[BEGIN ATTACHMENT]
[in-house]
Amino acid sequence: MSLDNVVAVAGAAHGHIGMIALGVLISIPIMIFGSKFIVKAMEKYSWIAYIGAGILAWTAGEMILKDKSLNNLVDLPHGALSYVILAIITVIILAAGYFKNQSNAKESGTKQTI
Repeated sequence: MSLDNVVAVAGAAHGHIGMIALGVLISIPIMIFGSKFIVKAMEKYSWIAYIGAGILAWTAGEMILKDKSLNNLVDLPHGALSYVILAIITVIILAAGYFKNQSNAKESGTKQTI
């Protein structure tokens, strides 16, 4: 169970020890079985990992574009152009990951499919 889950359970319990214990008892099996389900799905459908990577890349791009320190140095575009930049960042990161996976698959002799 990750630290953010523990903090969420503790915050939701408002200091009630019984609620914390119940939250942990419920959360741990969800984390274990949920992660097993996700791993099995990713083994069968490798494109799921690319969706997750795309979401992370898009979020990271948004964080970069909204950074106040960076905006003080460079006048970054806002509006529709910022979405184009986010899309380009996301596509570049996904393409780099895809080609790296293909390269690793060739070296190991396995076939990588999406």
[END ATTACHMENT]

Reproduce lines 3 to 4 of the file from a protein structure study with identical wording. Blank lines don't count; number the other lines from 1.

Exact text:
Repeated sequence: MSLDNVVAVAGAAHGHIGMIALGVLISIPIMIFGSKFIVKAMEKYSWIAYIGAGILAWTAGEMILKDKSLNNLVDLPHGALSYVILAIITVIILAAGYFKNQSNAKESGTKQTI
């Protein structure tokens, strides 16, 4: 169970020890079985990992574009152009990951499919 889950359970319990214990008892099996389900799905459908990577890349791009320190140095575009930049960042990161996976698959002799 990750630290953010523990903090969420503790915050939701408002200091009630019984609620914390119940939250942990419920959360741990969800984390274990949920992660097993996700791993099995990713083994069968490798494109799921690319969706997750795309979401992370898009979020990271948004964080970069909204950074106040960076905006003080460079006048970054806002509006529709910022979405184009986010899309380009996301596509570049996904393409780099895809080609790296293909390269690793060739070296190991396995076939990588999406």